Until Lorna Donaldson, a retired organic farmer from Tennessee got wind of our garden, our dreams for it, and swooped in like a fairy godmother to say she'd help us get the full acre planted this fall. Seeds to be donated by Baker Heirloom Seeds. Yes! Since, like all of us, she watched in disbelief as the BP spill ended most of this season's (we all know it might be much longer) fishing along the Gulf, she's thought long and hard about what can be done -- what she can do.

Lorna is promoting an old, but little used method of growing called Straw Bale Gardening. Instead of soil, you use bales of hay (or straw), covered with a thin layer -- 1 - 2 inches -- of compost. You don't need to mess with soil, bugs are minimal, back aches are less severe because you're not bending down so far. And she will give us enough straw bales to cover the entire acre, and help raise the money for the compost and the fence (didn't have the heart to mention our need of a fence) and provide August a bit of training. But I don't think he'll need more than five minutes. I hope only that there's no disagreement about what our first crop should consist of. The dark greens of course -- collards, and what not, tomatoes, okra (gumbo ingredient) Someone who lives down in St. B told me that African women would stow okra seeds in their hair as they were being hauled away to slavery. So okra has to go in there.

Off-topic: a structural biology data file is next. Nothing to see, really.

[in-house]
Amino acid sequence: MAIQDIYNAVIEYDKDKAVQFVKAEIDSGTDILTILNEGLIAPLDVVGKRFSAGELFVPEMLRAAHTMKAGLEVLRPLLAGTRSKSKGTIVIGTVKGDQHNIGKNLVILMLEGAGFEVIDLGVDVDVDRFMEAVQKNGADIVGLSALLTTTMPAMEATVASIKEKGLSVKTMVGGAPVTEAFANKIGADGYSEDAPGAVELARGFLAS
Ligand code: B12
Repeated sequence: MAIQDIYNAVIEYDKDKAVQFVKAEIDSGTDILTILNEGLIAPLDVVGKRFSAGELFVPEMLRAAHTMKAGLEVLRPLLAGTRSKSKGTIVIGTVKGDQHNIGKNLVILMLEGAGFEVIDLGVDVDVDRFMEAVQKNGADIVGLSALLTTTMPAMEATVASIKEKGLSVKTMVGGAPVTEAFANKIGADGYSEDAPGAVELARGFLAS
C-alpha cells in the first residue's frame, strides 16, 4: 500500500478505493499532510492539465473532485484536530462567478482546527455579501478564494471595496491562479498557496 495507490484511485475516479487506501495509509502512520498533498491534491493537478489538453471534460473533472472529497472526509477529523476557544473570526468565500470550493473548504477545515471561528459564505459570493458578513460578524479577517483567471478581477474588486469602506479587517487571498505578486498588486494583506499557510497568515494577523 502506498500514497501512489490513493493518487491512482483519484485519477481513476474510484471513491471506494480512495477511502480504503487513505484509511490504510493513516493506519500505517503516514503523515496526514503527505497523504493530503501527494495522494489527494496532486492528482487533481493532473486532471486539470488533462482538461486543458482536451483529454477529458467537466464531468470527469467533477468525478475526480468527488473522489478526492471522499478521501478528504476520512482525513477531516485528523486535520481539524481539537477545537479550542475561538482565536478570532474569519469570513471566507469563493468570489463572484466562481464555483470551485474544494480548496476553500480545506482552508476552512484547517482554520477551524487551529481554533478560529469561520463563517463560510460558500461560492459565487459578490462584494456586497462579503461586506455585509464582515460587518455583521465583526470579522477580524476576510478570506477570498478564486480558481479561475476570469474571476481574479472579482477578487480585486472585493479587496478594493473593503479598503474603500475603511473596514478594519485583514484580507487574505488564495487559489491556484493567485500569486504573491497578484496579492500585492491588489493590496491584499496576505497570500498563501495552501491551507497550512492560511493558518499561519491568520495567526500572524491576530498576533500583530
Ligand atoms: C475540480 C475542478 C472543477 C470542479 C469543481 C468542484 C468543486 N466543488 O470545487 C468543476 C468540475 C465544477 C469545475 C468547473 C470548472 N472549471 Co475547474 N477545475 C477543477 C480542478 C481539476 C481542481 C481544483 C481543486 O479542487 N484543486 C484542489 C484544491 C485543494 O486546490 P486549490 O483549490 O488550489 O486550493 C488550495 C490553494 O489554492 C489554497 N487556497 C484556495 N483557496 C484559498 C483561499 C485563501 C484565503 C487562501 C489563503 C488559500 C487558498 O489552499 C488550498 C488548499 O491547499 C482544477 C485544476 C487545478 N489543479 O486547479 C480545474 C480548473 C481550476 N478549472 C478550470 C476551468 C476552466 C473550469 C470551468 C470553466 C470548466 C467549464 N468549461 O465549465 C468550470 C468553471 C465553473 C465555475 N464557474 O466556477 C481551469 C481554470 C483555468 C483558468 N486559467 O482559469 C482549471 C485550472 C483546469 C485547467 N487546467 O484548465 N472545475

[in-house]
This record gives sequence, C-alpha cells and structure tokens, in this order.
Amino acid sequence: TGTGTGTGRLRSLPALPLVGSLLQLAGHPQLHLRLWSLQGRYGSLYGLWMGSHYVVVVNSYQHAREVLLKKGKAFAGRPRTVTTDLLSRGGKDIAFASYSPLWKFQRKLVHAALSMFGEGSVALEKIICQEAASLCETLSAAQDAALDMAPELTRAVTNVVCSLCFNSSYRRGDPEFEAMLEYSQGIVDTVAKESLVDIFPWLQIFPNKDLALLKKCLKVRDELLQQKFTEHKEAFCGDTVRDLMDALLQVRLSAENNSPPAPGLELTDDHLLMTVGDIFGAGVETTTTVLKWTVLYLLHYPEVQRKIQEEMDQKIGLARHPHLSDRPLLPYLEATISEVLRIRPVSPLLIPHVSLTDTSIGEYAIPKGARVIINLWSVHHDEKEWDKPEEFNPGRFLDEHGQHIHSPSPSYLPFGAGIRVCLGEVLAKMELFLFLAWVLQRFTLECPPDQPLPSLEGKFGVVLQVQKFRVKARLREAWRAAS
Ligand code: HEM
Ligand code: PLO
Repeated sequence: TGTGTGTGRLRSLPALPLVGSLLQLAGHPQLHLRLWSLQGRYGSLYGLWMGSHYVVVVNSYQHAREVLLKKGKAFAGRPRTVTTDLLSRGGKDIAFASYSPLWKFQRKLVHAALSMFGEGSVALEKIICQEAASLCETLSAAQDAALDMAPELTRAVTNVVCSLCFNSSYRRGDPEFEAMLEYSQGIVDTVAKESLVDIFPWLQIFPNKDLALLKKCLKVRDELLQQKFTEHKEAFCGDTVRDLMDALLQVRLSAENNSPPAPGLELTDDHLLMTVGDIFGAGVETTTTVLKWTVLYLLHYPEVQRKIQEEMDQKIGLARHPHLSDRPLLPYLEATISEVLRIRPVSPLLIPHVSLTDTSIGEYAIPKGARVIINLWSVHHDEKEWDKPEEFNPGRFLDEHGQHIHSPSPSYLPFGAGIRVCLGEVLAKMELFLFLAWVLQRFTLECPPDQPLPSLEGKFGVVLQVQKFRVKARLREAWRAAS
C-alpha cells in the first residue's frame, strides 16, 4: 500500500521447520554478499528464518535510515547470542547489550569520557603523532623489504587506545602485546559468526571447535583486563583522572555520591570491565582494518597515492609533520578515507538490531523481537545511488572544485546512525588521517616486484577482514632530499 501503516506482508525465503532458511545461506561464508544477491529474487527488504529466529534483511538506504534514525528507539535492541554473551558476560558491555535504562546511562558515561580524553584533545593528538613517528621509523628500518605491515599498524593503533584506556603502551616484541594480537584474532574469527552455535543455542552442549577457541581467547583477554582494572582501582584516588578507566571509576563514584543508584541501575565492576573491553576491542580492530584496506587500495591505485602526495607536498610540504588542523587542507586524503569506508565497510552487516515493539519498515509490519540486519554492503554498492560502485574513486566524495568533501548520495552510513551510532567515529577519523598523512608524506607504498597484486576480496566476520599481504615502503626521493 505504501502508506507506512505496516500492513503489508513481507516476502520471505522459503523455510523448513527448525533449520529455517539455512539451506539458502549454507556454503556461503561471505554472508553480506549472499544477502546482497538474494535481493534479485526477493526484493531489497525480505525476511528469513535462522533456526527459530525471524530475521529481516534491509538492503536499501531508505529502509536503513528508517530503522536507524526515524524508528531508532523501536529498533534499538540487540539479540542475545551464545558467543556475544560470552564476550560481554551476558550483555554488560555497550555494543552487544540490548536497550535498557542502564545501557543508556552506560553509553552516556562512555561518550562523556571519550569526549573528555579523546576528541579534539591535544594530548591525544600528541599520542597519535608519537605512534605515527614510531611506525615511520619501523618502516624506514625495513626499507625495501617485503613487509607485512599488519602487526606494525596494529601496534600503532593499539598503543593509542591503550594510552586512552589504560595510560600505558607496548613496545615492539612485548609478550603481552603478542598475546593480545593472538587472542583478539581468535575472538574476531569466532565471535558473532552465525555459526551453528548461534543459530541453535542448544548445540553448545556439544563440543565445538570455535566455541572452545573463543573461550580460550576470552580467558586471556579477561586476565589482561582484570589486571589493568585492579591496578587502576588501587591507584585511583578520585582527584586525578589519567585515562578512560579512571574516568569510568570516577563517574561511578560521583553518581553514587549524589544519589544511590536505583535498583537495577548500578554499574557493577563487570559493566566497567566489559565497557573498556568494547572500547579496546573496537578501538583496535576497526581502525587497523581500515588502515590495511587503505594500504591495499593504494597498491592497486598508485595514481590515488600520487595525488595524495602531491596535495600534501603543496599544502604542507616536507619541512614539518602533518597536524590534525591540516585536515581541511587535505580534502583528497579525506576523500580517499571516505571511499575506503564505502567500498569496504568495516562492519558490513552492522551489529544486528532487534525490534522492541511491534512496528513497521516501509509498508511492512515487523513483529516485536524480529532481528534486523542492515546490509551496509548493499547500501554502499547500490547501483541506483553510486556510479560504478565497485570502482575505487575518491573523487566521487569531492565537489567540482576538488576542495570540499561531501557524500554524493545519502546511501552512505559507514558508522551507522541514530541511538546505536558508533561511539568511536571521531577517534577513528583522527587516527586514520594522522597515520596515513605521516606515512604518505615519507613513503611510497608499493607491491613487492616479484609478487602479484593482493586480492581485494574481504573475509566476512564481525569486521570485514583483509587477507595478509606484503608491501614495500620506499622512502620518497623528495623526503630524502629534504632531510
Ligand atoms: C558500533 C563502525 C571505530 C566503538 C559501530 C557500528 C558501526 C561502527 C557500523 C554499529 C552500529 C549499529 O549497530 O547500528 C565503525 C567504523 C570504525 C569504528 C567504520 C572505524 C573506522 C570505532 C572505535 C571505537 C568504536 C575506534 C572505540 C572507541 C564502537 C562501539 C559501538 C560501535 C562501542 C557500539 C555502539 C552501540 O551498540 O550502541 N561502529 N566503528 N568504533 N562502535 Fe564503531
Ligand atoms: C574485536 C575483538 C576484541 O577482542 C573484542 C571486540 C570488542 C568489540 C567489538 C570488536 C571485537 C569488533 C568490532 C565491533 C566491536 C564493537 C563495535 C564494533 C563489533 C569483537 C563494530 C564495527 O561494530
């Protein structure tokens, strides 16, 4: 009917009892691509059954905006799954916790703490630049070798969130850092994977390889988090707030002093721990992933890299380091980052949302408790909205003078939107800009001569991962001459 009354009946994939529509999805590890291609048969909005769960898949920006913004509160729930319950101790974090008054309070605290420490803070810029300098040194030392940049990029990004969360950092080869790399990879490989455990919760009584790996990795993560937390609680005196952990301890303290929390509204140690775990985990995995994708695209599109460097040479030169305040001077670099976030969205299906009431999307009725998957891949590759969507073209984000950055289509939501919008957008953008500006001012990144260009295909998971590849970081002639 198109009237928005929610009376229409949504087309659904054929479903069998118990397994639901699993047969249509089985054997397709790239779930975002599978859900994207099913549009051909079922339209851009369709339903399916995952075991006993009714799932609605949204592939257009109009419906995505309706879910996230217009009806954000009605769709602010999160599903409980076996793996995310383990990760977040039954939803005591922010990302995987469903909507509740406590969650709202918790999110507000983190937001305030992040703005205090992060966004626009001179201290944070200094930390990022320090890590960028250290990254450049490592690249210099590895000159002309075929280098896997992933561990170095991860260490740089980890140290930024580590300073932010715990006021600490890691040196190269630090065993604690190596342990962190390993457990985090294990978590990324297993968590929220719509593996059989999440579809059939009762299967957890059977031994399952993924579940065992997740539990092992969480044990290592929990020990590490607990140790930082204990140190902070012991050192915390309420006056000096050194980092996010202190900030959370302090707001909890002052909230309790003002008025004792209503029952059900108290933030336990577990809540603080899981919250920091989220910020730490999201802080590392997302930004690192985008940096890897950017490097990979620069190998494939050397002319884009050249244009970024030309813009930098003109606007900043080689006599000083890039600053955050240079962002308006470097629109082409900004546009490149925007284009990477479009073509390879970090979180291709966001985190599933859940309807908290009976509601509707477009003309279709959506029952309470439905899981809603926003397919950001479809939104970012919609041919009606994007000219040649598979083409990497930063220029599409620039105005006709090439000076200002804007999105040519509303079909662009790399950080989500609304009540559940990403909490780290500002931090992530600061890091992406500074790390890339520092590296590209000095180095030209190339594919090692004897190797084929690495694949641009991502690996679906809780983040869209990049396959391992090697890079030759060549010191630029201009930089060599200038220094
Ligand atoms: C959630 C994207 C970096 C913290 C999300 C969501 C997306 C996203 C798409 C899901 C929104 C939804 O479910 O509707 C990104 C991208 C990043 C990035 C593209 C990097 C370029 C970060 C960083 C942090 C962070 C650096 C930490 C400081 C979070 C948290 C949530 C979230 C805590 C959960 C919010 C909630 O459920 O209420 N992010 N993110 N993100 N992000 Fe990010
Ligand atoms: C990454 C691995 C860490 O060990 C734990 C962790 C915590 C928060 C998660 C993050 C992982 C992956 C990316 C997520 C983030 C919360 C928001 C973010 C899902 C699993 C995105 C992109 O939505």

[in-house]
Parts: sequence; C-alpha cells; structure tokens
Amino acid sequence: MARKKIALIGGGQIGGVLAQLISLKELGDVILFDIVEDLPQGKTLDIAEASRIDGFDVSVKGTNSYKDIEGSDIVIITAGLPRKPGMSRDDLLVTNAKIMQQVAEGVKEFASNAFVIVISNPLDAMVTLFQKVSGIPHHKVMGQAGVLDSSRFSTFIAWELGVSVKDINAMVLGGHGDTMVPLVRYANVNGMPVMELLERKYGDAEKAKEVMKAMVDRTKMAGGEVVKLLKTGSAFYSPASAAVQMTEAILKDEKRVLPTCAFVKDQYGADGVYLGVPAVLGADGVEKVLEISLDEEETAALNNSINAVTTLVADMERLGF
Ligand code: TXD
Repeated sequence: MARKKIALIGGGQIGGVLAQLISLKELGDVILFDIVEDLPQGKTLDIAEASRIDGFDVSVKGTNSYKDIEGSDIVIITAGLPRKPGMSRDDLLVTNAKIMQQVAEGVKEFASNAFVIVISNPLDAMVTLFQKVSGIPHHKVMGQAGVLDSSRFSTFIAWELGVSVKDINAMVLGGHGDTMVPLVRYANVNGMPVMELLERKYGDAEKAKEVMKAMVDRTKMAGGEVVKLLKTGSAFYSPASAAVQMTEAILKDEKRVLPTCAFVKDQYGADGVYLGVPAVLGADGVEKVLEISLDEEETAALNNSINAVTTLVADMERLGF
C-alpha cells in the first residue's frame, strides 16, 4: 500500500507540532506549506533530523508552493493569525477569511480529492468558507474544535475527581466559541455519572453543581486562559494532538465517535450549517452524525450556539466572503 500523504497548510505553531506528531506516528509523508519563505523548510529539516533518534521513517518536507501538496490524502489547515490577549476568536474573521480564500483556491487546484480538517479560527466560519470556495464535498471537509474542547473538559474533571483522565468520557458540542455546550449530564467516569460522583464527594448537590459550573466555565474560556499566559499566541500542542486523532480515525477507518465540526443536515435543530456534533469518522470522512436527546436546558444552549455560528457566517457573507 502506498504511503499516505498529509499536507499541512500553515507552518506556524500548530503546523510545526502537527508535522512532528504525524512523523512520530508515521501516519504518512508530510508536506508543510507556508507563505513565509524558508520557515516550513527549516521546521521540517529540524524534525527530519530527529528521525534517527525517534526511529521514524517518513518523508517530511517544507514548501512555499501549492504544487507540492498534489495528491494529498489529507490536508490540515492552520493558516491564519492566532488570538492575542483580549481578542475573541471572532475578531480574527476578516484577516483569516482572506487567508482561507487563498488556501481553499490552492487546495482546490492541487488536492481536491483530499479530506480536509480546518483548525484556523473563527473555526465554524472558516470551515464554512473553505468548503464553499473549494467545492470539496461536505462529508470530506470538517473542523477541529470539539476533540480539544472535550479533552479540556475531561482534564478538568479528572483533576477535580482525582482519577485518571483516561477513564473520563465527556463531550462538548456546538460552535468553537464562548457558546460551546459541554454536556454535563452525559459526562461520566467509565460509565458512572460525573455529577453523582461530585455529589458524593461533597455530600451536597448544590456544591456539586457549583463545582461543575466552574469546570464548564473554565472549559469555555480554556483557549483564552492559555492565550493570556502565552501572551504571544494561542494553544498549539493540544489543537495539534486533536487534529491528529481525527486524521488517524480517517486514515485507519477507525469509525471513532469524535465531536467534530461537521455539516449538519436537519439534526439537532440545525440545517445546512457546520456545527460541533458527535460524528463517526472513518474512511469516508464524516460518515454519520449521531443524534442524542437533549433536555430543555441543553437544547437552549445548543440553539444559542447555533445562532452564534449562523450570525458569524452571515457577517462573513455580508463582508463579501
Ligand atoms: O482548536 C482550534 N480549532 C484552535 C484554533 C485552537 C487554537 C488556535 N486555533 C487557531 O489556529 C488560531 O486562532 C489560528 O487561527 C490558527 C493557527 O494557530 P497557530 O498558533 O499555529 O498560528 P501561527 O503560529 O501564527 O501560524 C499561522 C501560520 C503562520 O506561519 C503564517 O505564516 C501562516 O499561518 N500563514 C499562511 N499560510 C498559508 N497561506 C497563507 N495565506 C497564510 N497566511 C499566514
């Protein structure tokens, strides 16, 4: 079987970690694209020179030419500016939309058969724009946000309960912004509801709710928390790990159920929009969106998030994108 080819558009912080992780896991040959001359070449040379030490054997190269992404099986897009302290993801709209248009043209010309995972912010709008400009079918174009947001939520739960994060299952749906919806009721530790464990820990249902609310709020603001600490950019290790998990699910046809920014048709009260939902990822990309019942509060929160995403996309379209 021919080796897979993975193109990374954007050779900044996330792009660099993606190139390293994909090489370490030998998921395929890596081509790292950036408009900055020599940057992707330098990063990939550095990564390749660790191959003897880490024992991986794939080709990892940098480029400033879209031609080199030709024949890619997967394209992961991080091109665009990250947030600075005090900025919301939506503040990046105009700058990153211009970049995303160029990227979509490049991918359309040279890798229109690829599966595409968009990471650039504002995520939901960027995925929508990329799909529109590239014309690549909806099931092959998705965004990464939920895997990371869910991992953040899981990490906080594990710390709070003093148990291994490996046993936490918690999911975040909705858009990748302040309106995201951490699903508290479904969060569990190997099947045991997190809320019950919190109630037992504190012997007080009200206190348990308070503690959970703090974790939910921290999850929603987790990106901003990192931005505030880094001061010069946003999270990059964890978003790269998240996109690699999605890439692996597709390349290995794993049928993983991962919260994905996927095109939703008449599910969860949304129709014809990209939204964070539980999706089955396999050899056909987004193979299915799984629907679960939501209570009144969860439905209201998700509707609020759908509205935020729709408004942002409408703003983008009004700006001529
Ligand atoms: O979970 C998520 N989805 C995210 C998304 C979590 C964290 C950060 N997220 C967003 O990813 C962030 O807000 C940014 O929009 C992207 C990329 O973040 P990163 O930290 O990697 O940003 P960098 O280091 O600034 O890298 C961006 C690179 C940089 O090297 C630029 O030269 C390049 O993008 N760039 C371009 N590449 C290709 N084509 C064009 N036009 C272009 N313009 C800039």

Our plans are to meet in a week and a half, a week from Thursday -- all of us -- Mama Sue, August, Lettie Lee -- over a plate of red beans and rice somewhere in da Parish talking it all through with Lorna and get this ball rolling. Please -- no hitches please!

I'm looking forward to seeing my old friends. Plan on shooting an hour of August describing his boyhood when I have a feeling practically his only pleasure was simple gardening. A 9 year old boy enjoying nothing more than growing beans. August has told me stories about how it was the nuns in the orphanage where he grew up - in the 50's -- who taught him how to grow things. So much detail I've wanted to glean, but which he hasn't parted with. But I've learned that he raised chicks too and the nuns gave him baskets of eggs to take door to door. August has bemoaned (miserably) growing up in an orphanage. He's also told me that he'd be another lost soul if he hadn't. I'm very curious to see what he'll teach these boys on Guerra Drive to do.

A plea here. If you happen to have a laptop, notebook, iPad, netbook that is available to donate to the Garden of HOPE. Totally tax deductible. August is going to have to be in e-mail touch. Is going to have to receive materials from Lorna, and myself and be able to send us information far more easily than he's been able to with his very temperamental cell phone. His phone is frankly a pain in the ass. Thanks!

More info on the garden (and lots of other stuff) can be found on my website: along with a way to get in direct touch if you happen to have a laptop or $5,000 for a fence. Website still a little rough in places. Why I haven't mentioned it till now.